Ireland's highly competitive 12.5% corporate tax rate is one of the Republic's major attractions for businesses, so there have been some raised eyebrows at recent talk of a global minimum corporate tax rate, put forward by the United States.In April 2021, new US Treasury Secretary, Janet Yellen, called for the introduction of a global minimum corporate tax rate, to stop what she called a "race to the bottom".
The Biden administration expects to increase the US minimum tax rate and the general US corporate income tax rate. However, for such efforts to be successful, there need to be smaller gaps between US rates and those imposed elsewhere.
A statement from the Treasury Department after OECD talks in May indicated that the issue was a key plank of international talks on tax matters, with opinion seemingly coalescing around a 15% minimum rate.
There appears to be supported within the EU for the US proposals, with a European Parliament vote held at the end of April supporting a resolution on the principle of a minimum effective CIT rate.
The response by the Irish authorities has been cautious, with Finance Minister Paschal Donohoe stressing Ireland's commitment to international tax reform, but expressing concerns about proposals for a global minimum tax rate.
Donohoe explained that Ireland will "continue to engage constructively" in international discussions, but defended Ireland's 12.5% corporate tax rate, arguing that it is fair and "within the ambit of healthy tax contribution". He expressed reservations about a global minimum corporate tax rate, observing that countries would need to agree on political principles underlying the concept.
He went on to emphasise that "small countries, and Ireland is one of them, need to be able to use tax policy as a legitimate lever to compensate for advantages… enjoyed by larger countries."
Donohoe repeated these concerns at a speech before the American Chamber of Commerce Ireland this month, suggesting that while the Irish authorities feel that an agreement on international tax reform can be reached this year:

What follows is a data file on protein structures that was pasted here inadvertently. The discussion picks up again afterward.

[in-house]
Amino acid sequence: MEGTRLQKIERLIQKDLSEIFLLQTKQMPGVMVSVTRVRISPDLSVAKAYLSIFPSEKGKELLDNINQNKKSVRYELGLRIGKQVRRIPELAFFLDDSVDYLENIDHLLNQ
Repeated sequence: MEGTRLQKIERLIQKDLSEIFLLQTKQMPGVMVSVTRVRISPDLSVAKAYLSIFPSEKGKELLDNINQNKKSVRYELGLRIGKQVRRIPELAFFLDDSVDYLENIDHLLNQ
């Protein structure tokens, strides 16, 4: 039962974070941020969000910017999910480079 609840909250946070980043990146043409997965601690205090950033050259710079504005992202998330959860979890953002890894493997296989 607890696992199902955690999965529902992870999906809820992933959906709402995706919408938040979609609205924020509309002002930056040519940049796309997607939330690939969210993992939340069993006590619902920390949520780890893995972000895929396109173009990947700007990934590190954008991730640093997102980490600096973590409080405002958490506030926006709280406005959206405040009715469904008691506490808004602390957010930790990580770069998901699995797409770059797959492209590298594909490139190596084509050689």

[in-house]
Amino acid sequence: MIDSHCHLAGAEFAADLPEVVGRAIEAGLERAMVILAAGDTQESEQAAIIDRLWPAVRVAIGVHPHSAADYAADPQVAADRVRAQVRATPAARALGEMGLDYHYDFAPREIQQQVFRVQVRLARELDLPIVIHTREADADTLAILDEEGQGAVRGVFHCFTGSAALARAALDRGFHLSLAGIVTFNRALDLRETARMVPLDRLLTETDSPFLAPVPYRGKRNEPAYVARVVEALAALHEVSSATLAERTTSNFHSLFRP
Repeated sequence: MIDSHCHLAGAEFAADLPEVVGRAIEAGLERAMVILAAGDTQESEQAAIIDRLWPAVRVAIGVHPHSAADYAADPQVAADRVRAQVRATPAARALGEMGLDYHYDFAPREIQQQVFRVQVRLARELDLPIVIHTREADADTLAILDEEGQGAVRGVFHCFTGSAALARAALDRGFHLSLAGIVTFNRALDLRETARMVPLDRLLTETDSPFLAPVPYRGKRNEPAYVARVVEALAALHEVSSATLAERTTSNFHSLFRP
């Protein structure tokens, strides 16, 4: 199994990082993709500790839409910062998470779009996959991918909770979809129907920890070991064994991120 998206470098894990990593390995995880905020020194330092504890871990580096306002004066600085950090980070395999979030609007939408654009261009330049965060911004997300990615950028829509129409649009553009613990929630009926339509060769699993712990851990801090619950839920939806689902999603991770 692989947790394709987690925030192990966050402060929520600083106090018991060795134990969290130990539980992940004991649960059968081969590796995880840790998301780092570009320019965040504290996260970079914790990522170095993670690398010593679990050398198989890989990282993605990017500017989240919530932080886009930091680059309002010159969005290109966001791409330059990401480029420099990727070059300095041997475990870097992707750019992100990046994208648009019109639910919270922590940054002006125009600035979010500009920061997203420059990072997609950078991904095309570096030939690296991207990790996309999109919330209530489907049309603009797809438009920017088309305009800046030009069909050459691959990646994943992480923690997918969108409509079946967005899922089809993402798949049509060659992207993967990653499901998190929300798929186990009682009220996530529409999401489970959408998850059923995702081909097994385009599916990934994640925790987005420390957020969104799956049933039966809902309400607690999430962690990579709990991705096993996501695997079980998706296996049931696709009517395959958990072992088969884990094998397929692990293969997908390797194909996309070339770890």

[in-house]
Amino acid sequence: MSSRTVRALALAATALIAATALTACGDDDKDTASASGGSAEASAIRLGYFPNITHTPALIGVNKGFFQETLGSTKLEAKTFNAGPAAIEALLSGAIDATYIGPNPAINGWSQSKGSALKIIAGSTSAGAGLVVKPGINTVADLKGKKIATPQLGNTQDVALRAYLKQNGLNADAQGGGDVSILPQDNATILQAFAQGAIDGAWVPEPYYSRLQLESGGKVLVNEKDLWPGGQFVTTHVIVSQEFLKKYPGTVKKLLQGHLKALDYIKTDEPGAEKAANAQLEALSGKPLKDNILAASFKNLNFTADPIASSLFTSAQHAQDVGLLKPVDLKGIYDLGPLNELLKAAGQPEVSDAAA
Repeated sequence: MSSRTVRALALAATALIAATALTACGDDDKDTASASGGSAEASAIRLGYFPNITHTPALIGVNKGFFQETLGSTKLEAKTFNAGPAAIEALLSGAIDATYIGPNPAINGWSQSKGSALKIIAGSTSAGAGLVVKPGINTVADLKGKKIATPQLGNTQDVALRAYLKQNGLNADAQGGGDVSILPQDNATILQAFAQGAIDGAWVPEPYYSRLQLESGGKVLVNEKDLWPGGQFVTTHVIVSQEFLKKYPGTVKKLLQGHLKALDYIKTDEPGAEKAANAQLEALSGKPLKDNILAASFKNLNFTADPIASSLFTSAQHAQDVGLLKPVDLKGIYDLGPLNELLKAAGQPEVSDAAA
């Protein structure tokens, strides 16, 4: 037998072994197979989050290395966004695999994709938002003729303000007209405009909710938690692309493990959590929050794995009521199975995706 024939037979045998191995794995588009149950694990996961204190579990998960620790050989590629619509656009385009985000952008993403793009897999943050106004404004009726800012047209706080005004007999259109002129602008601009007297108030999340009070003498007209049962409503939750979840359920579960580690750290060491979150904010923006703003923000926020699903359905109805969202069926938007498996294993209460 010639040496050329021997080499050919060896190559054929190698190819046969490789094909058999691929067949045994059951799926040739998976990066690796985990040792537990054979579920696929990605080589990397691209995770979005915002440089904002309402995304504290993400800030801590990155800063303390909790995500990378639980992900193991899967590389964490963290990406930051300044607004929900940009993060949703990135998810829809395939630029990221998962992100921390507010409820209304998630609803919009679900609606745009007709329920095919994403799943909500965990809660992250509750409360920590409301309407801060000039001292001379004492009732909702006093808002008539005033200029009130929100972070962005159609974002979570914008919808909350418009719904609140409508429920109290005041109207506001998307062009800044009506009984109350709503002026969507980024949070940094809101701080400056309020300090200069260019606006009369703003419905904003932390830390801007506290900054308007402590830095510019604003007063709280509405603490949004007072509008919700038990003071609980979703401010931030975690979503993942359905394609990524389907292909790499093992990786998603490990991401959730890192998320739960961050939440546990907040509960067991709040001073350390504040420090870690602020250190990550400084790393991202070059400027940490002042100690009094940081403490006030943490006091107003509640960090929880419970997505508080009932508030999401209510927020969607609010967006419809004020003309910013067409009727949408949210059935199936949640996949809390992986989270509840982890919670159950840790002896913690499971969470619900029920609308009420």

"We need to ensure that tax systems not only continue to support research and development but also provide the certainty and stability, for critical investment decisions to be made into the future."
This is not the first time that Ireland has faced an attack on its corporate tax system, but despite this Ireland has always managed to offer businesses a secure and supportive environment in which to grow and prosper.
In addition, while the attractive corporate tax rate is one of the Republic's key attractions, it has many other advantages. Ireland offers numerous incentive programmes, supportive government bodies at local and national levels, a well-developed technological infrastructure, and a highly-skilled workforce, all in a country located at the gateway to Europe. There are also additional corporate tax incentives, such as the attractive Knowledge Development Box (KDB), and various investment tax reliefs for entrepreneurs and start-ups.
While the US global minimum corporate tax proposals raise questions for Ireland, the Republic has stood its ground successfully in the past when its corporate tax principles have been under threat, and Ireland has come out of such discussions with both its reputation and its tax regime intact.
The Irish Government's traditional strategy of constructive engagement seasoned with healthy scepticism seems to be a positive response, and Ireland will retain numerous advantages for business long into the future.
WANT TO ESTABLISH YOUR BUSINESS IN IRELAND?
SMART MBS has the expertise to provide you with a range of services to support setting up your business or expanding into Ireland. We can tailor a cost efficient package based on any outsourced services that your business requires. To find out more, please download our Ebook here.